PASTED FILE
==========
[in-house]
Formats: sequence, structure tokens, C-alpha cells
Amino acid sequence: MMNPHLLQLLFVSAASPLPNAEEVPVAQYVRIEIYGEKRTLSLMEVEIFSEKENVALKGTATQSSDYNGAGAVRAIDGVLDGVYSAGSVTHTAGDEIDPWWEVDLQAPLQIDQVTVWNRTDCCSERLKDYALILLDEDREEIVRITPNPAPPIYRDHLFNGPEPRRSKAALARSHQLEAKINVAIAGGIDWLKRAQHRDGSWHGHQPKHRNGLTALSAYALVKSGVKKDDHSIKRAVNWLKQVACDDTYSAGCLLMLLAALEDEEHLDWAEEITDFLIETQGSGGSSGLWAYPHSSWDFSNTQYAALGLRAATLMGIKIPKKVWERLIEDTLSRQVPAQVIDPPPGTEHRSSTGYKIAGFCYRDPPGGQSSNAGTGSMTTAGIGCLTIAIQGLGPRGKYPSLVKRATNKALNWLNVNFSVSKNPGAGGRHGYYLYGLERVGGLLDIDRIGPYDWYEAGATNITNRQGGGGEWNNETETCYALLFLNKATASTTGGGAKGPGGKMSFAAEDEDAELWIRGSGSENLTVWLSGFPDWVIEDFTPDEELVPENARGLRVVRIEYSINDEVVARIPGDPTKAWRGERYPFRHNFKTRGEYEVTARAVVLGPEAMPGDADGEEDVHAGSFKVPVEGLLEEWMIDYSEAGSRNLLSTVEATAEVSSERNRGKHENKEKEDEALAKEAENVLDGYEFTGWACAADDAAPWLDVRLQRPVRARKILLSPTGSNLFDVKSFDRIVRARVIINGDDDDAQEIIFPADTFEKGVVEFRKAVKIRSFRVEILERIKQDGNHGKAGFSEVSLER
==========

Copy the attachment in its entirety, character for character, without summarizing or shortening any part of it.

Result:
[in-house]
Formats: sequence, structure tokens, C-alpha cells
Amino acid sequence: MMNPHLLQLLFVSAASPLPNAEEVPVAQYVRIEIYGEKRTLSLMEVEIFSEKENVALKGTATQSSDYNGAGAVRAIDGVLDGVYSAGSVTHTAGDEIDPWWEVDLQAPLQIDQVTVWNRTDCCSERLKDYALILLDEDREEIVRITPNPAPPIYRDHLFNGPEPRRSKAALARSHQLEAKINVAIAGGIDWLKRAQHRDGSWHGHQPKHRNGLTALSAYALVKSGVKKDDHSIKRAVNWLKQVACDDTYSAGCLLMLLAALEDEEHLDWAEEITDFLIETQGSGGSSGLWAYPHSSWDFSNTQYAALGLRAATLMGIKIPKKVWERLIEDTLSRQVPAQVIDPPPGTEHRSSTGYKIAGFCYRDPPGGQSSNAGTGSMTTAGIGCLTIAIQGLGPRGKYPSLVKRATNKALNWLNVNFSVSKNPGAGGRHGYYLYGLERVGGLLDIDRIGPYDWYEAGATNITNRQGGGGEWNNETETCYALLFLNKATASTTGGGAKGPGGKMSFAAEDEDAELWIRGSGSENLTVWLSGFPDWVIEDFTPDEELVPENARGLRVVRIEYSINDEVVARIPGDPTKAWRGERYPFRHNFKTRGEYEVTARAVVLGPEAMPGDADGEEDVHAGSFKVPVEGLLEEWMIDYSEAGSRNLLSTVEATAEVSSERNRGKHENKEKEDEALAKEAENVLDGYEFTGWACAADDAAPWLDVRLQRPVRARKILLSPTGSNLFDVKSFDRIVRARVIINGDDDDAQEIIFPADTFEKGVVEFRKAVKIRSFRVEILERIKQDGNHGKAGFSEVSLER